otherwise final judgment, order or proceeding under six circumstances as
set forth in Rule 60(b). See, e.g., Lepkowski v. Dep't of Treasury,
804 F.2d 1310, 1311-12 (D.C. Cir. 1986). "A `final decision' generally is
one which ends the litigation on the merits and leaves nothing for the
court to do but execute the judgment." Bundinich v. Becton Dickinson &
Co., 486 U.S. 196, 199 (1998) (quoting Catlin v. United States,
324 U.S. 229, 233 (1945)).
According to the first factor in Rule 60(b), relief from a judgment may
be granted for "mistake, inadvertence, surprise, or excusable neglect."
FED. R. CIV. P. 60(b)(1). Such relief under Rule 60(b)(1) turns on
equitable factors, notably, whether any neglect was excusable. Pioneer
Investment Serv. Co. v. Brunswick Assoc. Ltd. P'ship, 507 U.S. 380
(1993). Second, the court may relieve a party from an otherwise final
judgment or order where there is "newly discovered evidence" which the
moving party could not have discovered even by the exercise of due
diligence. FED. R. CIV. 60(b)(2). Third, the court may set aside a
judgment or order for fraud, misrepresentation, or other conduct of an
adverse party. FED. R. CIV. P. 60(b)(3); Mayfair Extension, Inc. v.
Magee, 241 F.2d 453, 454 (D.C. Cir. 1957). Specifically, "the movant must
show (1) that such `fraud' prevented him or her from fully and fairly
presenting his or her case, and (2) that the fraud is attributable to the
party or, at least, to counsel." Richardson v. Nat'l R.R. Passenger
Corp., 150 F.R.D. 1, 8 (D.D.C. 1993). All motions pursuant to Rule 60(b)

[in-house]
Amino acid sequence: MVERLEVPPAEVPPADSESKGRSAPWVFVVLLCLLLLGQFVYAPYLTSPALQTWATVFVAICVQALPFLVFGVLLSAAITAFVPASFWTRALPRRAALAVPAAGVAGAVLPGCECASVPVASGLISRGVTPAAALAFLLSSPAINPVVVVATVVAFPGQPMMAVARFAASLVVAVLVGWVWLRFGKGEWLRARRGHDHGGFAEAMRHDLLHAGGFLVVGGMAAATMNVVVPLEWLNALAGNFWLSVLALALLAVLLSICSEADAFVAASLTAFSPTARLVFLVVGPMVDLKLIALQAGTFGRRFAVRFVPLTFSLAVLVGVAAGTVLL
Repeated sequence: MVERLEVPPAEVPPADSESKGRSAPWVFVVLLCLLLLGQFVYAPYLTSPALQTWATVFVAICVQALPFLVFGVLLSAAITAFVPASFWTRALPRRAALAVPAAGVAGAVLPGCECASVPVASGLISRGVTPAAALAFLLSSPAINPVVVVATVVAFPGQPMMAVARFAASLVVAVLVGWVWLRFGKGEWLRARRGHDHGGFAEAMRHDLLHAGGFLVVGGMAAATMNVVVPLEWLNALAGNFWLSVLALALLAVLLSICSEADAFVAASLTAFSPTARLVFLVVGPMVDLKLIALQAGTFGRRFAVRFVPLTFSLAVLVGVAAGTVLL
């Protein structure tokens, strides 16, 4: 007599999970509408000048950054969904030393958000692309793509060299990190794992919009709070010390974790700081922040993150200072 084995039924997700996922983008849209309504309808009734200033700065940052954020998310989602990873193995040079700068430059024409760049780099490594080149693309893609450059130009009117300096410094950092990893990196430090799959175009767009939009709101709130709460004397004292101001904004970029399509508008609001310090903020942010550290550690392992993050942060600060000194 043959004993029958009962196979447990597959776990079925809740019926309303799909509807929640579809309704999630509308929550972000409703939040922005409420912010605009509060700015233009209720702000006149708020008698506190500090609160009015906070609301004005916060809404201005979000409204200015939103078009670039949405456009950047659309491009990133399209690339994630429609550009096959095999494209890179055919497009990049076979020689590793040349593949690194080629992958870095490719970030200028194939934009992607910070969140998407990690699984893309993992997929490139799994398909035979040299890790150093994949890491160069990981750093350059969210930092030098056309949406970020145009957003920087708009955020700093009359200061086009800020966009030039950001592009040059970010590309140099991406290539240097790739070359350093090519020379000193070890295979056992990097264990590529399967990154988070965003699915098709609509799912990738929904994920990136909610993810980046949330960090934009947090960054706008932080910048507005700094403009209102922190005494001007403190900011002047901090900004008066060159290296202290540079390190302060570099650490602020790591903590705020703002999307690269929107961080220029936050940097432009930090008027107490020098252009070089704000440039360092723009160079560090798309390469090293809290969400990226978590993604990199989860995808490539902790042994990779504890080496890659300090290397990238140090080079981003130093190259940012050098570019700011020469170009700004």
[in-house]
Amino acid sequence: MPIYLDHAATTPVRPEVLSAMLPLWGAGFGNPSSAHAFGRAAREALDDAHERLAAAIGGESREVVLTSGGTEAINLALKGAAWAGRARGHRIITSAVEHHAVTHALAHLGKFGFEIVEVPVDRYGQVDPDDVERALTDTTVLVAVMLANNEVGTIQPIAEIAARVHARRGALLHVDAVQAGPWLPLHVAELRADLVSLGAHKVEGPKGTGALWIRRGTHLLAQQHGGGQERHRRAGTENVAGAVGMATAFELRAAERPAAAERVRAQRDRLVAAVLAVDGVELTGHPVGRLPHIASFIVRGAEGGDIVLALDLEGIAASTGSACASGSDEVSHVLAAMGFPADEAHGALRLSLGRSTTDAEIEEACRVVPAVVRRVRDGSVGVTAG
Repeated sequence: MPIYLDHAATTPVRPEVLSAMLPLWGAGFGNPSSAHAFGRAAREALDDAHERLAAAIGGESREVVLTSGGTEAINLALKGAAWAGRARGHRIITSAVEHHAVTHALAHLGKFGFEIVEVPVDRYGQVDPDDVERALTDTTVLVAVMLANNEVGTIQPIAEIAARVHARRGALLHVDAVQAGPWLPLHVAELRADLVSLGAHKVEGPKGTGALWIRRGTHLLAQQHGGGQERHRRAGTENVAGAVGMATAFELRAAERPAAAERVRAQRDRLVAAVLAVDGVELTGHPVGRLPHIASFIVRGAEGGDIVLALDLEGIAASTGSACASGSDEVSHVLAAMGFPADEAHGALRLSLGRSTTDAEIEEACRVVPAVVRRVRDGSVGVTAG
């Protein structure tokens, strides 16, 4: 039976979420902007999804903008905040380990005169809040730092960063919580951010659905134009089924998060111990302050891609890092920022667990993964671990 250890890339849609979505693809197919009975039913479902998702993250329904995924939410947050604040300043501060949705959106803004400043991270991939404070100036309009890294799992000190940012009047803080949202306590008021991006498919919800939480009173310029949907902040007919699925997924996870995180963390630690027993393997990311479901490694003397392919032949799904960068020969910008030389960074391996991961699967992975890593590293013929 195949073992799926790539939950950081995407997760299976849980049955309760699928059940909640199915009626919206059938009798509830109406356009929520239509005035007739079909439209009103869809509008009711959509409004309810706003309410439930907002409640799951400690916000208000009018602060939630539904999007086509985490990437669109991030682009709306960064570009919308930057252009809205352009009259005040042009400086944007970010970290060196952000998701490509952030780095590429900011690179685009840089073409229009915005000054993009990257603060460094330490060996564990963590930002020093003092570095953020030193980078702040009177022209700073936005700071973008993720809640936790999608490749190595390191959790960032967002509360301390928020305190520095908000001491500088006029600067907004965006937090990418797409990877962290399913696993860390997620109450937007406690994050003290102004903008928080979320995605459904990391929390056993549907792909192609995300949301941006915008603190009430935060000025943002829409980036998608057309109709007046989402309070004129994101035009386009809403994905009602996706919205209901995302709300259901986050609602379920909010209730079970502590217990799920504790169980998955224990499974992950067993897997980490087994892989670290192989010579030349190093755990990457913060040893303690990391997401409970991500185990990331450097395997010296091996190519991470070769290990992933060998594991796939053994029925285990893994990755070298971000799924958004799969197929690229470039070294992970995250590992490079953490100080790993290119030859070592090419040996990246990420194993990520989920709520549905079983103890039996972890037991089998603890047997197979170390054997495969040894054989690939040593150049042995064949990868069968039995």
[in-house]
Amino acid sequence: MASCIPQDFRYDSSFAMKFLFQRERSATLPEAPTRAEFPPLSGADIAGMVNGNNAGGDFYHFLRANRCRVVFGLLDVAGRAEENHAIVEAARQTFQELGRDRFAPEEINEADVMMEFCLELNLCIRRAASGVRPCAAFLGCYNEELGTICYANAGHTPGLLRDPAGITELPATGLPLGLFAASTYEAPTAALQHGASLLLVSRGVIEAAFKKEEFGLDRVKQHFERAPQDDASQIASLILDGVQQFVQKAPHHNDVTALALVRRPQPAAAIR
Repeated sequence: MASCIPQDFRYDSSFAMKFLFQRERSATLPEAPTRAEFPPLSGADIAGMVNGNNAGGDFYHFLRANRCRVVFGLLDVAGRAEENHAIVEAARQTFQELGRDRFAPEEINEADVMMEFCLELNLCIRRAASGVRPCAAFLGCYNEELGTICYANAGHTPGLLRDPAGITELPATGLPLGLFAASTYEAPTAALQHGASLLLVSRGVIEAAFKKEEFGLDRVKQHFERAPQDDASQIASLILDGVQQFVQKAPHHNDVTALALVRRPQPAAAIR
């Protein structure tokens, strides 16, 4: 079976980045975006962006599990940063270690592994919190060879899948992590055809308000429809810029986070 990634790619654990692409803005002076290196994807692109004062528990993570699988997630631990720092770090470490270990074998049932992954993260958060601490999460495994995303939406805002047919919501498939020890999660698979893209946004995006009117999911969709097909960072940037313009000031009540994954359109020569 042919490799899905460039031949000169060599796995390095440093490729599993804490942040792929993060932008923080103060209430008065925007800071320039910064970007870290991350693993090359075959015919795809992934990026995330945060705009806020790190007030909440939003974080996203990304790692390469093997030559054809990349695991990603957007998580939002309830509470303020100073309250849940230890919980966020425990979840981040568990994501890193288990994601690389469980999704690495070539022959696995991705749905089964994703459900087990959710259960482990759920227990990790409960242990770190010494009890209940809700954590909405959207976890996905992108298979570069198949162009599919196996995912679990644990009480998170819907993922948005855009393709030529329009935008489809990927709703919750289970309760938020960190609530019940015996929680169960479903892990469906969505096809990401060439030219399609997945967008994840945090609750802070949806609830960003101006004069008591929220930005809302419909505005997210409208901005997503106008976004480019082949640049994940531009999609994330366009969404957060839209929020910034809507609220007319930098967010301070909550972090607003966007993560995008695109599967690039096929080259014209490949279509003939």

shall be submitted within a reasonable time, and, for reasons (1), (2),
and (3), the motions must be submitted not more than one year after the
judgment or ruling at issue. FED. R. CIV. P. 60(b).
Pursuant to the fourth circumstance, a party may, at any time, seek
relief from the court where the judgment or order is "void." FED. R.
CIV. P. 60(b)(4). A judgment or order may be void because the court
lacked personal or subject-matter jurisdiction in the case, acted in a
manner inconsistent with due process, or proceeded beyond the powers
granted to it by law. Eberhardt v. Integrated Design & Constr., Inc.,
167 F.3d 861, 871 (4th Cir. 1999). Fifth, the court may grant relief from
a final order if the "judgment has been satisfied, released, or
discharged, or a prior judgment upon which it is based
has been reversed
. . . or it is no longer equitable that the judgment should have
prospective application." FED. R. CIV. P. 60(b)(5); Twelve John Does v.
District of Columbia, 841 F.2d 1133, 1138 (D.C. Cir. 1988) (noting that
not all judgments that have continuing consequences are `prospective' for
the purposes of Rule 60(b)(5)). Finally, a party may, within a reasonable
time, seek relief from a judgment or order for "any . . . reason
justifying relief from the operation of judgment." FED. R. CIV. P.
60(b)(6). Rule 60(b)(6) should be used sparingly and applied only in
"extraordinary circumstances." Pioneer, 507 U.S. at 393.
The order at issue in the instant matter was final in that it amended
an order which had supplemented an order that disposed of all the issues
raised in the complaint — the defendants' delay in acting on the
petition — as to all the parties to the suit. See Orders dated June
30, 2000, July 31, 2000 and January 16, 2001. The defendants have failed
to demonstrate the existence of a mistake, newly discovered evidence,
fraud, a void or satisfied judgment, or any other reason that could
justify relief from the court's January 16, 2001 ruling. See FED. R.
CIV. P. 60(b).
Instead, the defendants seek to re-litigate the court's decision to
impose a final deadline for the final determination of the Tribe's
petition. Mem. Op. and Order dated Jan. 16, 2001. ...